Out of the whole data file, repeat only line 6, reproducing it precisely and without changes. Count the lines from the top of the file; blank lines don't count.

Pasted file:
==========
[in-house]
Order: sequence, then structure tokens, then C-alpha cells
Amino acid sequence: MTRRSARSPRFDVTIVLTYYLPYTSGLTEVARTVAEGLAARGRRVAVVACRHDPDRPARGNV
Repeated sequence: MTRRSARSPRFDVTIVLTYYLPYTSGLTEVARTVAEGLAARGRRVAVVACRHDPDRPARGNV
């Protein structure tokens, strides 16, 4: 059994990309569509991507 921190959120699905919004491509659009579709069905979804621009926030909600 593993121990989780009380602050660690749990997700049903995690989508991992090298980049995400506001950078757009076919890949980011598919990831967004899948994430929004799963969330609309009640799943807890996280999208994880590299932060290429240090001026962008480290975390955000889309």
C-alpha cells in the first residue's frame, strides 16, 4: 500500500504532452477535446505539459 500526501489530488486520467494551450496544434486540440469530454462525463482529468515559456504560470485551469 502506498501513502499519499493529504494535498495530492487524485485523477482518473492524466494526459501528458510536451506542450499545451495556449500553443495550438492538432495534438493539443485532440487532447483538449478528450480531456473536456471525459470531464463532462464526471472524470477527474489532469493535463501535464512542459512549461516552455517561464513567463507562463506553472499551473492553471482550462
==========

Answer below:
C-alpha cells in the first residue's frame, strides 16, 4: 500500500504532452477535446505539459 500526501489530488486520467494551450496544434486540440469530454462525463482529468515559456504560470485551469 502506498501513502499519499493529504494535498495530492487524485485523477482518473492524466494526459501528458510536451506542450499545451495556449500553443495550438492538432495534438493539443485532440487532447483538449478528450480531456473536456471525459470531464463532462464526471472524470477527474489532469493535463501535464512542459512549461516552455517561464513567463507562463506553472499551473492553471482550462